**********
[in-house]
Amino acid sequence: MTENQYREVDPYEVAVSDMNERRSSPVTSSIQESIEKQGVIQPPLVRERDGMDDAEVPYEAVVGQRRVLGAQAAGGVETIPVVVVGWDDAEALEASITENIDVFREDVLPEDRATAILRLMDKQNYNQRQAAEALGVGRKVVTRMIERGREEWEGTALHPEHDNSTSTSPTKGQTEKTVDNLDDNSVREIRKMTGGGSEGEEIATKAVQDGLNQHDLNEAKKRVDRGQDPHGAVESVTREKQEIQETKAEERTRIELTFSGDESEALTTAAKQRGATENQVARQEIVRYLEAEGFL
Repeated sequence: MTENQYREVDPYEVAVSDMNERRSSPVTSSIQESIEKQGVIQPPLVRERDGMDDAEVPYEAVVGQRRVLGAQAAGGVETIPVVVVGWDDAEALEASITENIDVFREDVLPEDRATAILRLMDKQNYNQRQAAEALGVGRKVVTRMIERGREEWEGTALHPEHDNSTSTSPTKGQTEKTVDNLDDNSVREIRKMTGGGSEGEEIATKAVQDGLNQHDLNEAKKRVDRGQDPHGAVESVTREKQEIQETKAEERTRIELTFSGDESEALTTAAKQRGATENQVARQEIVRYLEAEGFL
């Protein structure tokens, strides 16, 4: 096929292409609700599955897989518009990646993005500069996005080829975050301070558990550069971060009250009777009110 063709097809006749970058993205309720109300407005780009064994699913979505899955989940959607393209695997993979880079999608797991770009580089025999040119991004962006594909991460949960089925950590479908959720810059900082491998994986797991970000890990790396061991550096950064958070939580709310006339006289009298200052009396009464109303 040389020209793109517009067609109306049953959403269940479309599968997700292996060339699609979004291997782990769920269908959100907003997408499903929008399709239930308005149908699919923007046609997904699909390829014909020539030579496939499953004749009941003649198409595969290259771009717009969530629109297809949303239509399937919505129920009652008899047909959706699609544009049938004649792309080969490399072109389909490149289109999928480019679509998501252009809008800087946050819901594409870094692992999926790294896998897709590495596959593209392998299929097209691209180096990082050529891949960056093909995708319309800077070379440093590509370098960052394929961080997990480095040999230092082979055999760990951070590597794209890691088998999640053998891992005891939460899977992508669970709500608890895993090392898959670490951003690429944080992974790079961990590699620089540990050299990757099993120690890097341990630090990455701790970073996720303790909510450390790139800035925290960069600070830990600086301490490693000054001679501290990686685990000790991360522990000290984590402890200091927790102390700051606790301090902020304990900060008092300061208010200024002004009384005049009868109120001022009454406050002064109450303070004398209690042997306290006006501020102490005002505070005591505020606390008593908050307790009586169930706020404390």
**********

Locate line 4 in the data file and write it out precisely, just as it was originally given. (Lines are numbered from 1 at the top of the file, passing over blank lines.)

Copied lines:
């Protein structure tokens, strides 16, 4: 096929292409609700599955897989518009990646993005500069996005080829975050301070558990550069971060009250009777009110 063709097809006749970058993205309720109300407005780009064994699913979505899955989940959607393209695997993979880079999608797991770009580089025999040119991004962006594909991460949960089925950590479908959720810059900082491998994986797991970000890990790396061991550096950064958070939580709310006339006289009298200052009396009464109303 040389020209793109517009067609109306049953959403269940479309599968997700292996060339699609979004291997782990769920269908959100907003997408499903929008399709239930308005149908699919923007046609997904699909390829014909020539030579496939499953004749009941003649198409595969290259771009717009969530629109297809949303239509399937919505129920009652008899047909959706699609544009049938004649792309080969490399072109389909490149289109999928480019679509998501252009809008800087946050819901594409870094692992999926790294896998897709590495596959593209392998299929097209691209180096990082050529891949960056093909995708319309800077070379440093590509370098960052394929961080997990480095040999230092082979055999760990951070590597794209890691088998999640053998891992005891939460899977992508669970709500608890895993090392898959670490951003690429944080992974790079961990590699620089540990050299990757099993120690890097341990630090990455701790970073996720303790909510450390790139800035925290960069600070830990600086301490490693000054001679501290990686685990000790991360522990000290984590402890200091927790102390700051606790301090902020304990900060008092300061208010200024002004009384005049009868109120001022009454406050002064109450303070004398209690042997306290006006501020102490005002505070005591505020606390008593908050307790009586169930706020404390």